PHOTOS: Net neutrality protests sweep the country, “Break the Internet” online protest planned for December 12Posted 16:16 EST on December 7, 2017
FOR IMMEDIATE RELEASE: December 8, 2017
Contact: Evan Greer, 978-852-6457, email@example.com
Angry Internet users protest in hundreds of cities at Verizon stores and Congressional offices in all 50 states today
Self-organized Internet users are gathering at Verizon stores and Congressional offices in more than 700 cities throughout the day today demanding that Congress take action to #StopTheFCC vote planned on December 14 to gut net neutrality protections. Dozens of protests have already happened while many more are planned for this evening. The protests are part of growing backlash to the FCC’s plan from across the political spectrum, which has generated more than 800,000 phone calls to lawmakers through the site BattleForTheNet.com alone.
See PHOTOS from the protests available for use by press:
See a short video here: https://twitter.com/fightfortheftr/status/938900569485447168
(This link will be updated with more photos as they come in. Most of the largest protests are expected to happen at 5pm local time.)
On the heels of today’s ground protests, net neutrality supporters are calling on Internet users, websites, apps, and small businesses to participate in “Break the Internet,” an online protest starting 48 hours before the FCC’s scheduled vote, where sites, apps, and social media feeds will appear creatively “broken” as they might be without net neutrality protections, with messages driving phone calls to Congress. Twitter users will “break” their feeds by using a #BreakTheInternet tool that will auto-tweet about net neutrality every 10 minutes starting on December 12 until the FCC votes.
The protests today are supported by Team Internet, a grassroots network of nearly half a million volunteer activists spearheaded by Demand Progress, Fight for the Future, and Free Press Action Fund. The groups allowed volunteers to “host” protests and added them to a map, using text messaging and email to help local hosts recruit participants in their area.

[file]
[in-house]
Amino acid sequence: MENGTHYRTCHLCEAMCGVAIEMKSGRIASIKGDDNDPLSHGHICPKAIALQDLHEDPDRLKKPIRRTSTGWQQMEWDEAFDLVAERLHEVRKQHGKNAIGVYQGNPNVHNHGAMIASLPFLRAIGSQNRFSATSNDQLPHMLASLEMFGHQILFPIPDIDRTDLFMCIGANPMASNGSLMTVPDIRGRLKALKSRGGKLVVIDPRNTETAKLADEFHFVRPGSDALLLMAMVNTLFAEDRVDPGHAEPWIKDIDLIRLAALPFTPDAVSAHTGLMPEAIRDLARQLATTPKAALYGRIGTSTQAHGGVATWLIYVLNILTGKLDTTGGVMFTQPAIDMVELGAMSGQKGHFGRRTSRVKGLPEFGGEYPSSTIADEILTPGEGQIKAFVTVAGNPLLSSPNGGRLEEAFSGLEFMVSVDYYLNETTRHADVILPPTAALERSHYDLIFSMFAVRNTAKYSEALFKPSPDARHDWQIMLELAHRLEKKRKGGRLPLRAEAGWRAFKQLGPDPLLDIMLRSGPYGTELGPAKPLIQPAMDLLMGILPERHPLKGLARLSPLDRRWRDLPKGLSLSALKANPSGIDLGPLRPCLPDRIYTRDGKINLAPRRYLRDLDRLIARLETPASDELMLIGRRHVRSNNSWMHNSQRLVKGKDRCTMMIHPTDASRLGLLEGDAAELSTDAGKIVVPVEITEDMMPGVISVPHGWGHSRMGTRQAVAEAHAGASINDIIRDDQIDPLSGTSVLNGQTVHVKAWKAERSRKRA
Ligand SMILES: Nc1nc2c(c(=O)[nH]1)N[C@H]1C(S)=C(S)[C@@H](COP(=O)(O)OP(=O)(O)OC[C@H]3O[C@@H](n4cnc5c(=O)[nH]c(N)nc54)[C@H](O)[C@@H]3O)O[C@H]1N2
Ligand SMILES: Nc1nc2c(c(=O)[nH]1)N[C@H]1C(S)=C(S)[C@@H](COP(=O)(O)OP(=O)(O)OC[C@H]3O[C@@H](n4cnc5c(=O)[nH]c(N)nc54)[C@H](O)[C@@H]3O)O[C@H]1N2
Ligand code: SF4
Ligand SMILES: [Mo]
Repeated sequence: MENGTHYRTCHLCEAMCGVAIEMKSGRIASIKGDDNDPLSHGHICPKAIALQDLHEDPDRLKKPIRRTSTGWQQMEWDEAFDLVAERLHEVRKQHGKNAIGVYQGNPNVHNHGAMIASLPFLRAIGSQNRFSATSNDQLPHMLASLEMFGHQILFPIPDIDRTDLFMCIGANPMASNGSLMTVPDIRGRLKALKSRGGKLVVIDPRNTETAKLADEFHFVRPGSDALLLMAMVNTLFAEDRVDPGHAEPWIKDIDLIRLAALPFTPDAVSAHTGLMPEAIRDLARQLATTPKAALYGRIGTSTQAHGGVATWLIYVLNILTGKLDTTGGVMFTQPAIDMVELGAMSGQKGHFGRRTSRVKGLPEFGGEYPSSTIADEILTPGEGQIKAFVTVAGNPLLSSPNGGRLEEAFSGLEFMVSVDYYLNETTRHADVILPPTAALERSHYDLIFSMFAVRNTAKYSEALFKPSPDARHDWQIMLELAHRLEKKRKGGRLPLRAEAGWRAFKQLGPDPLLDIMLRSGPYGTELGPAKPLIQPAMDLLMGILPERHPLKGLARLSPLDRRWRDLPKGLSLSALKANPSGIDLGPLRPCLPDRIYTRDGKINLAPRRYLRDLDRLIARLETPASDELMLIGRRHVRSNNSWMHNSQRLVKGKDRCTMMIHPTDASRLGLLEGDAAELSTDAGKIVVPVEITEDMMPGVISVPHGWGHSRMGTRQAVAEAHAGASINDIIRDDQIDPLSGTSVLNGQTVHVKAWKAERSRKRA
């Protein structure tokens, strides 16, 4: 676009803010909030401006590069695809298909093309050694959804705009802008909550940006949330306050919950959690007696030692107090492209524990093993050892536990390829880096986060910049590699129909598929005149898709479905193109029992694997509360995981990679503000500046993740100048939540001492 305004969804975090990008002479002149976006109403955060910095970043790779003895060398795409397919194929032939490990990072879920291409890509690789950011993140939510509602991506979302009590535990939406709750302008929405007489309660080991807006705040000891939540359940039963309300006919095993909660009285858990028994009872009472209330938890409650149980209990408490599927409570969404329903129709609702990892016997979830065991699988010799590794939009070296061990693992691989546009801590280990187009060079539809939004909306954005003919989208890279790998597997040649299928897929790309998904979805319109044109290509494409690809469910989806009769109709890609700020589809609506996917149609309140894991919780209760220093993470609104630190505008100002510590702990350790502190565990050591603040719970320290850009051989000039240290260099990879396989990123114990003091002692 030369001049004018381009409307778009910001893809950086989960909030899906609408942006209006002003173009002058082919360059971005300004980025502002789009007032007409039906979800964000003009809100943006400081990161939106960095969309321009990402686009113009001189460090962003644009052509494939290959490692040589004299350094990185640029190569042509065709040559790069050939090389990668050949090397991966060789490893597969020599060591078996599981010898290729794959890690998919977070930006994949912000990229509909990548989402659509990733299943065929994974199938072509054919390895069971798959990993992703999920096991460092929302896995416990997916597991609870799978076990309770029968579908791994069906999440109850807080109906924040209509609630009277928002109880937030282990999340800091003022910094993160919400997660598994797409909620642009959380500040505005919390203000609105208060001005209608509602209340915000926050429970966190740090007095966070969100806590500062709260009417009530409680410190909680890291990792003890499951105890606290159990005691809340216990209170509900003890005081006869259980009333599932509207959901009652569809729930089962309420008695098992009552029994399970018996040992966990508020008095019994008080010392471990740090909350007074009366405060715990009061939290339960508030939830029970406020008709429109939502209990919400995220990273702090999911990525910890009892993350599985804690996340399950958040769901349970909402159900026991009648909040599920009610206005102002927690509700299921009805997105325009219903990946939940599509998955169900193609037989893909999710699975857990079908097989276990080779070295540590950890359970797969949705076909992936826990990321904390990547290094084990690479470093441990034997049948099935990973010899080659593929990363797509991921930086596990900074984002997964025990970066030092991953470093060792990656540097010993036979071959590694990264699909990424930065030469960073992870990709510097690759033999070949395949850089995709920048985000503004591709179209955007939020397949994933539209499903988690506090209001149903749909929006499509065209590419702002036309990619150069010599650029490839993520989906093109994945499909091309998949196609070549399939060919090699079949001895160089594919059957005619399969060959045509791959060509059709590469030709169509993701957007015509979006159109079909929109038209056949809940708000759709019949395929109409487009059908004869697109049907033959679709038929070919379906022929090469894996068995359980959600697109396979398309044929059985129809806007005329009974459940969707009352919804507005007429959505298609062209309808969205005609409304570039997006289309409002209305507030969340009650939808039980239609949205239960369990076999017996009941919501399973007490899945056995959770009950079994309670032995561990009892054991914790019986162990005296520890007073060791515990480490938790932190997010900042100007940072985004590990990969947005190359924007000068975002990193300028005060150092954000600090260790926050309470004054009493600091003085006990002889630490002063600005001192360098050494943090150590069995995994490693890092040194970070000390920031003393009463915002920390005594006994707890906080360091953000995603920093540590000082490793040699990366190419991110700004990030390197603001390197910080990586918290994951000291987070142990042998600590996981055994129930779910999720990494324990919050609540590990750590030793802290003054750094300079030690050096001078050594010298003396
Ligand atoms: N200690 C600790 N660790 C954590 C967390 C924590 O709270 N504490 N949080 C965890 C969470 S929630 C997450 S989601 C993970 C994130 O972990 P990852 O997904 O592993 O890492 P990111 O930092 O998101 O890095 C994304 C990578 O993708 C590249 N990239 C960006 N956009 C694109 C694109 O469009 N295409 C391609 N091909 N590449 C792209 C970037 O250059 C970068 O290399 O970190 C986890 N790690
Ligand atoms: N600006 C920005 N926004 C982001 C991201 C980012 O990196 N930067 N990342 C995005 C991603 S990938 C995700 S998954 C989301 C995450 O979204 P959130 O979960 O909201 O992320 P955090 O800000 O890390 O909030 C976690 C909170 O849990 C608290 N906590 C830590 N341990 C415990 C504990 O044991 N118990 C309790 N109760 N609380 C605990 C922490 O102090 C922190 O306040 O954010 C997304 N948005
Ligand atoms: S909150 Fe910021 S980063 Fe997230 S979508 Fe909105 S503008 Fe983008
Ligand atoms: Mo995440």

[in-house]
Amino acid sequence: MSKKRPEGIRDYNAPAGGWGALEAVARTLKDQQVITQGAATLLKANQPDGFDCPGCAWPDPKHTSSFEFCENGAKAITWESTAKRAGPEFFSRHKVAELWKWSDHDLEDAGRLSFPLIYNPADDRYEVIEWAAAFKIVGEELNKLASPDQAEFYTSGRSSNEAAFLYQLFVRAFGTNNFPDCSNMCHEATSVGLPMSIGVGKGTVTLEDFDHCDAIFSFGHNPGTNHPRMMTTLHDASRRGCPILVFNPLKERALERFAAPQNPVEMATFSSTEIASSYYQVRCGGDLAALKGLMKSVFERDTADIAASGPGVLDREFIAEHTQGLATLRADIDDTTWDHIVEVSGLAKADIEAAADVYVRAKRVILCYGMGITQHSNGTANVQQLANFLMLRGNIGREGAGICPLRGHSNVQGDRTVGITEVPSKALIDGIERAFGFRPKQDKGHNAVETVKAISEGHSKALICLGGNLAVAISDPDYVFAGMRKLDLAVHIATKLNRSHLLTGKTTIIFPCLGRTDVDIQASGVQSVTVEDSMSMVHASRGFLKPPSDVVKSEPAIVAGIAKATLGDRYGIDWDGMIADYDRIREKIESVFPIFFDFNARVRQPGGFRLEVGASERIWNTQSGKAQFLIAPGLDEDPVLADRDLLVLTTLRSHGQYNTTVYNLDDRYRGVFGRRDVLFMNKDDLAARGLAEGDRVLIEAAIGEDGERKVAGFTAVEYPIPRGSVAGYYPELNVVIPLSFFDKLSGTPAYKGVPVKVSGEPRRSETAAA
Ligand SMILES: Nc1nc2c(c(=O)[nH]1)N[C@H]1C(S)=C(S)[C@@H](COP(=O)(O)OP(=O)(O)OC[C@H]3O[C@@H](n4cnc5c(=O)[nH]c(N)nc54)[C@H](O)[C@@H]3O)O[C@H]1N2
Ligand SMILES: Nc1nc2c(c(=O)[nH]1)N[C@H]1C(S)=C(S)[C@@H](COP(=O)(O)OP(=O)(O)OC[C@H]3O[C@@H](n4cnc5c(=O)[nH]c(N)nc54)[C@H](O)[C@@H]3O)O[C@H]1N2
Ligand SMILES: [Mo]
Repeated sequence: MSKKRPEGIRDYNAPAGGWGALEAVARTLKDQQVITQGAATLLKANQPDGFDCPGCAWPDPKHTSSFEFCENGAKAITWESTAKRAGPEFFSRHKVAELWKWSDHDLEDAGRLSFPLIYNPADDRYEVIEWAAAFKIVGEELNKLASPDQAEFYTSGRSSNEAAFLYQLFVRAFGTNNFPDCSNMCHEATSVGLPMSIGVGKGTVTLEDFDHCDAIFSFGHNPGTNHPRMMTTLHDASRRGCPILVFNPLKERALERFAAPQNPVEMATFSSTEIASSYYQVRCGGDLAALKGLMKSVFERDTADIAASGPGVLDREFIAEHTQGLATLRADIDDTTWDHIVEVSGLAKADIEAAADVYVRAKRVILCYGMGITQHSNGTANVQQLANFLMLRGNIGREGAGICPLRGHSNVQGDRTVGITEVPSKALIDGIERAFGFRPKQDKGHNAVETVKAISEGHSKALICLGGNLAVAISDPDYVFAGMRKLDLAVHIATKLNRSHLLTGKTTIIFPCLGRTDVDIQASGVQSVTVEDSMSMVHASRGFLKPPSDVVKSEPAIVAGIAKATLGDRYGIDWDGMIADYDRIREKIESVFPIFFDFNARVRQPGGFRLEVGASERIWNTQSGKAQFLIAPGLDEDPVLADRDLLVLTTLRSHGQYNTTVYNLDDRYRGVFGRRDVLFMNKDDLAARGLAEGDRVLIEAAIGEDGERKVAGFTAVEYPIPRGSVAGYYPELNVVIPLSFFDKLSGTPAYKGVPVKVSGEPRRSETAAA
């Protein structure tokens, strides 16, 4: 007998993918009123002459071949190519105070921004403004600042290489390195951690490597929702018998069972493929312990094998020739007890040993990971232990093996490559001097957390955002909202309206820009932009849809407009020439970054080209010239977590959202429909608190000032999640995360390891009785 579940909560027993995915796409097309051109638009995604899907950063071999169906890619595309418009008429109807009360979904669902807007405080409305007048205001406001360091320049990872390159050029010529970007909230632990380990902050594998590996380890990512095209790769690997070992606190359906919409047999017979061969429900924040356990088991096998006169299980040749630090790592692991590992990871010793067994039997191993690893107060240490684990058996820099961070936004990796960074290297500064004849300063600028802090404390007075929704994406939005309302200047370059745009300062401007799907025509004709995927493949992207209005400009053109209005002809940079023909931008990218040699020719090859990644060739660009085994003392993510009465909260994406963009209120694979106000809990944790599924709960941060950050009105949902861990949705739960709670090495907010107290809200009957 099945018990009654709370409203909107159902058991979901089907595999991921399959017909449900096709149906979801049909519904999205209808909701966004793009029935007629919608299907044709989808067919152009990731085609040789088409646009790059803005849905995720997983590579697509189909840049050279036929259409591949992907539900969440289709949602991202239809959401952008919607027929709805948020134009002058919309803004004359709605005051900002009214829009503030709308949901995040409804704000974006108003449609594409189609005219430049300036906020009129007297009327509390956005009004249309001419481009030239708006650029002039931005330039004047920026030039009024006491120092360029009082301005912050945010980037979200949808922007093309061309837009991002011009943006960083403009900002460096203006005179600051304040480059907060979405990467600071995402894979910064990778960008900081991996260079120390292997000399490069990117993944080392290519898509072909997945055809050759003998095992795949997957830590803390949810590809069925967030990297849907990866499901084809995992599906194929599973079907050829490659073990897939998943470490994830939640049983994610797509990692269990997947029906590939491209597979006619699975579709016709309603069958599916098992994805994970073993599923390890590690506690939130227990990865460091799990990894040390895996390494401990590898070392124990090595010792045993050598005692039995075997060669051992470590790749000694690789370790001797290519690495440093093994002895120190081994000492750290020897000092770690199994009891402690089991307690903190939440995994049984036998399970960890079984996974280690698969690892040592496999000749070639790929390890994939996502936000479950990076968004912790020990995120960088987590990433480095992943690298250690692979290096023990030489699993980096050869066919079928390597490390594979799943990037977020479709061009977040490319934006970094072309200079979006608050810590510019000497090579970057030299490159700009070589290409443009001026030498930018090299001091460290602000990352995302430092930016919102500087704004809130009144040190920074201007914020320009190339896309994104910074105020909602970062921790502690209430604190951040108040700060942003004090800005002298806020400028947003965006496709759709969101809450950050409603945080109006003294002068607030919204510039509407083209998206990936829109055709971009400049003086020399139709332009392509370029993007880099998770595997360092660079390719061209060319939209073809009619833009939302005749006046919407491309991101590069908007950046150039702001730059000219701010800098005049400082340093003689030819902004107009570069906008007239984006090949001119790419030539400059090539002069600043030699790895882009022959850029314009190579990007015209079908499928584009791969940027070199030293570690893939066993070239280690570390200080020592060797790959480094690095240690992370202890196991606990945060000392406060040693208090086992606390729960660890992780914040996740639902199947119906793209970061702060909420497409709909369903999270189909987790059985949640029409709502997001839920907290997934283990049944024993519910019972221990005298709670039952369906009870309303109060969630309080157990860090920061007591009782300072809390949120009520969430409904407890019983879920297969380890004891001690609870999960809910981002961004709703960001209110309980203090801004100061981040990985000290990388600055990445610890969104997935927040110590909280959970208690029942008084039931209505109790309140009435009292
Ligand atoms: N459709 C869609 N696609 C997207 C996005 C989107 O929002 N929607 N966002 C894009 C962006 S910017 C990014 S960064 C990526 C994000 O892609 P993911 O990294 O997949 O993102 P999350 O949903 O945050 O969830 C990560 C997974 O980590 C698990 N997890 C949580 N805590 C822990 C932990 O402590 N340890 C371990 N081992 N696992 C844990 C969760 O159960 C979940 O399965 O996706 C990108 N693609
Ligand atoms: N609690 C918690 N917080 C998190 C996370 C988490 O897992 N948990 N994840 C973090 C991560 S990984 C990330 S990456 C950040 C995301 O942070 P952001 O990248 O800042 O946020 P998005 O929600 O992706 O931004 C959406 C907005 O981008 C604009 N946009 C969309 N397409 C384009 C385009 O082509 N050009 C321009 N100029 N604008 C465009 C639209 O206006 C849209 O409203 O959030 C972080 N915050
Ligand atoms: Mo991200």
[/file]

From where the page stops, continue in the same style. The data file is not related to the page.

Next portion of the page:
Protesters are demanding that their members of Congress publicly call on the FCC to cancel their vote on December 14. The FCC’s plan contains an unprecedented and total repeal of net neutrality protections, posing a grave threat to the future of freedom of expression, access to information, and small businesses particularly for communities of color and low income communities.
Over recent months the groups behind the protests have organized thousands of constituents to attend more than 600 town halls and meetings with lawmakers to demand their support for net neutrality.
“Today’s protests show how passionately Americans care about net neutrality, and how fed up they are with lawmakers siding with giant telecoms over ordinary people,” said Mark Stanley, Director of Communications for Demand Progress. “With a catastrophic vote to repeal open internet protections just a week away, people across all 50 states are taking to the streets and urging lawmakers to oppose FCC Chairman Ajit Pai’s plan to end net neutrality.”
“This is a watershed moment in our nation’s history. Internet users from across the political spectrum are outraged, and they’re coming out of the woodwork to demand that their elected officials do their jobs and stop the FCC from voting to kill net neutrality,” said Evan Greer, campaign director of Fight for the Future, “The Internet has given ordinary people more power than they’ve ever had before, and what we are seeing today is that people are willing to fight to defend that power.”
“The fate of the internet won’t be decided by a few corrupt bureaucrats and phone company lobbyists in Washington,” said Free Press Action Fund Field Director Mary Alice Crim. “That’s the message people across the country are sending today to Chairman Pai: Our rights to connect and communicate online must come before the greed of Verizon executives. These protests prove beyond any doubt that people everywhere won’t let Pai and his cronies have the last word on Net Neutrality.”